Mount Sinai Adolescent Health Services (AHS) (teenhealthcare.org) is a NYC-based program that “delivers comprehensive, integrated medical and mental health services and prevention education to young people aged 10 to 22”, and the largest center of its kind in the U.S.
Services it provides adolescents include:
- Primary health care
- Counseling, support, mental health, and family therapy
- Sexual and reproductive health
- Dental care
- Nutrition, fitness, and wellness programs
To deliver on their core mission, the best data possible, the best technology, and apps to drive it are critical for outreach, and for connecting these services to the youth who need it.
Since just about everything about these services and the youth who use them are spatial (where are the youth, where are the services), making mapping technology central to the solution makes perfect sense. But before you can make an app, you need a map. And before you can make a map, you need data. The Mount Sinai Adolescent Health Center’s MAPSCorps team knows this very well, and they have a plan, which includes an internship programs for students. The college student leaders (the Field Coordinators) manage teams of high school students (the Youth Mappers) serving as mobile data collectors to itemize and validate the locations, status, and attributes of various resources, in selected neighborhoods across NYC. Then together, student teams then analyze the data collected against various health problems identified for those neighborhoods and communities as part of their summer symposium presentations.
The MAPSCorps program are using ArcGIS to help them manage data collected in the field and map it, analyzing resource availability for these specific health issues and services. ArcGIS Story Maps will be used to present their observations, findings, and stories through flexible, interactive, and functional web application.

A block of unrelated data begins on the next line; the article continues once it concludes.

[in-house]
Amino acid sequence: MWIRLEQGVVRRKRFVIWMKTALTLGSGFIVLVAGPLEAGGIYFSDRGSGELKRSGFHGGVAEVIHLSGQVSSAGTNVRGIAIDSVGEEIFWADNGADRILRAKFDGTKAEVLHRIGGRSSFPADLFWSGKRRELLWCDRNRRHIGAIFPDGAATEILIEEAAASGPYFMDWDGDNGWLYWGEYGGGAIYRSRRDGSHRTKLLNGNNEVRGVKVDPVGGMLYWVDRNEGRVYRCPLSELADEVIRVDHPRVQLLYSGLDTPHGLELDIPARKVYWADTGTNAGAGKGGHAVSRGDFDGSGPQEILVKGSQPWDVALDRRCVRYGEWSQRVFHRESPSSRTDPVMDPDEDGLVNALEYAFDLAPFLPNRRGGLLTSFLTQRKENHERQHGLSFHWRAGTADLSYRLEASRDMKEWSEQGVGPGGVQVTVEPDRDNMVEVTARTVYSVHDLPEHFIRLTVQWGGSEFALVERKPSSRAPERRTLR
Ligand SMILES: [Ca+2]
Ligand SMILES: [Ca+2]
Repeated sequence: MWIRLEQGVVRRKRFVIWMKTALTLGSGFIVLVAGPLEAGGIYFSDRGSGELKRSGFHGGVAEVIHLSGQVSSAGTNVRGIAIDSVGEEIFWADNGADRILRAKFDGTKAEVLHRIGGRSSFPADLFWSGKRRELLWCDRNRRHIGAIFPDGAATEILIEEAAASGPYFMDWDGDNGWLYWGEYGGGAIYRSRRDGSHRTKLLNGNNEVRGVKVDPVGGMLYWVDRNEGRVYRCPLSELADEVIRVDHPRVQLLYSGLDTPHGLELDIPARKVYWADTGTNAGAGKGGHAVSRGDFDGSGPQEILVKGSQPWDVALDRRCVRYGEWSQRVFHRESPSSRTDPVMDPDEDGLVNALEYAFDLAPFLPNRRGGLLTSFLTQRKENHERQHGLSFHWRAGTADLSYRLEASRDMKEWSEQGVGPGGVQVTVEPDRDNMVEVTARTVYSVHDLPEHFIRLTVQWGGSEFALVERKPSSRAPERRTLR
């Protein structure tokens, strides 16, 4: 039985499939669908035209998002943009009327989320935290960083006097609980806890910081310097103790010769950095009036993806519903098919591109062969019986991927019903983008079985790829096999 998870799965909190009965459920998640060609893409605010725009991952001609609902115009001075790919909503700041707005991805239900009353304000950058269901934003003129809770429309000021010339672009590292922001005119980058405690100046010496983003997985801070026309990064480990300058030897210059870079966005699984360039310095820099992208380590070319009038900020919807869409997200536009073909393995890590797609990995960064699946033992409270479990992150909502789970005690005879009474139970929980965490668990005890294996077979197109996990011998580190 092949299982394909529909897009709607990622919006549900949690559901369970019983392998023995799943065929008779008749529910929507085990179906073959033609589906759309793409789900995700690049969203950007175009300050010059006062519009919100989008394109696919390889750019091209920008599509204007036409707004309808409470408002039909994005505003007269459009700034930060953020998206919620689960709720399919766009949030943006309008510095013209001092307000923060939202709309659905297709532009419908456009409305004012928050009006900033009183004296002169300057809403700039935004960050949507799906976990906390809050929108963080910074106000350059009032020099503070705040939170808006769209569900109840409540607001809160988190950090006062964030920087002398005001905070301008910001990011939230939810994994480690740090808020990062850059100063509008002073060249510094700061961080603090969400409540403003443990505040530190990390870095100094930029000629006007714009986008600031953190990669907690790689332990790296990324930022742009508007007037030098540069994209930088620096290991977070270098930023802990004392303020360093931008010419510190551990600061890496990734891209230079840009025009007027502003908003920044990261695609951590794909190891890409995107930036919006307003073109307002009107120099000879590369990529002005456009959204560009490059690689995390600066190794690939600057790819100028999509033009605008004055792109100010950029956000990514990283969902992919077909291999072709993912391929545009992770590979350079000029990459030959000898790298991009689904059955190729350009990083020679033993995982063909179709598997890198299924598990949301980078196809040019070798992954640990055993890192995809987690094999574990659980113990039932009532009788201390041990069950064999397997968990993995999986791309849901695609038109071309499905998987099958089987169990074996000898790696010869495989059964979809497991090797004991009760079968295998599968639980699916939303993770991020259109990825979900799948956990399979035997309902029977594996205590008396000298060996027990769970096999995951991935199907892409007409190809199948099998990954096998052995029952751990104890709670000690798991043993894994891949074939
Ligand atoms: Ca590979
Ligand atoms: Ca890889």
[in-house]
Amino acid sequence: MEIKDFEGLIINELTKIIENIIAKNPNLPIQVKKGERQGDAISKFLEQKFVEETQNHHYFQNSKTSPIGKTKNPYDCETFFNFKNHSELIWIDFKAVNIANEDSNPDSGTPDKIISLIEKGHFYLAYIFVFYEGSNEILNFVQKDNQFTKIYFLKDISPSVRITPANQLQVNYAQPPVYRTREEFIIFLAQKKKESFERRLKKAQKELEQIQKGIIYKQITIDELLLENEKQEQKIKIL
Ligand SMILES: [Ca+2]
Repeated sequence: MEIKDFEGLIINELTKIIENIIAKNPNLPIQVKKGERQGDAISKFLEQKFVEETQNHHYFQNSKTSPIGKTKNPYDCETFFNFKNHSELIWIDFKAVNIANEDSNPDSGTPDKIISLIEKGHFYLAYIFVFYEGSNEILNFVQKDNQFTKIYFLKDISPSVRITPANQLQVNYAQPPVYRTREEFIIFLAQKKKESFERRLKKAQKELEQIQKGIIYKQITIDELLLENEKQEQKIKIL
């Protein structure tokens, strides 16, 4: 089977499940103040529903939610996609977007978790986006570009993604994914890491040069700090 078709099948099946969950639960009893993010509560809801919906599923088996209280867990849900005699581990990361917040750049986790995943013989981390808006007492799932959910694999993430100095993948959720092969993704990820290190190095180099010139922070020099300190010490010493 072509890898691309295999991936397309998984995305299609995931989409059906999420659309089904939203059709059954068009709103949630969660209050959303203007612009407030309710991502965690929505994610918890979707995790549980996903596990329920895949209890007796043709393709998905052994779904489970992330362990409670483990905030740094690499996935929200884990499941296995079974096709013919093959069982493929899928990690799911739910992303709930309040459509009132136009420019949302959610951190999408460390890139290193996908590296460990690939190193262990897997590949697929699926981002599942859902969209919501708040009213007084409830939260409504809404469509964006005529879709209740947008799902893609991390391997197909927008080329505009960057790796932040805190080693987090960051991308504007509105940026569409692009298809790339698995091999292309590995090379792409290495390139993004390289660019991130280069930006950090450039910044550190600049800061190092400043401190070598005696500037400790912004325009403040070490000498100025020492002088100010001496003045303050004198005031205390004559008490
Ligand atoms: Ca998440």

Currently, they have a few projects underway:
1) Harlem/South Bronx/Washington Heights:
Smoking Cessation, Gentrification, and Access to Healthy Foods
2) Brownsville/Bed Stuy:
Infant Mortality, Young People Living with HIV
3) Lower Eastside:
Access to Healthy Foods
What these data teams need next are tools. On July 31st, staff from Esri’s NYC office conducted a workshop for the college student leaders. We needed to cover a lot of ground fast, and get them productive as soon as possible, so the workshop followed the Data > Design > Develop pattern. Hands-on examples were used to have the students practice with techniques for working with data: for searching, finding, converting, modifying, creating, editing, and verifying it all. The better the data, the better the solution. Luckily the City of New York is one of the more forward-moving cities in the U.S. when it comes to its support of transparent government and citizen engagement supported by open data.
The teams are pulling together their data, making their maps, and designing apps to deliver the ability to visualize and analyze, helping the teams–and the communities they’re serving–to see the services available and where they’re making a difference. On August 9th, the teams will present their findings at a symposium, and we will publish a Part II of this blog article, to show the great work they did and examples of how it’s helping.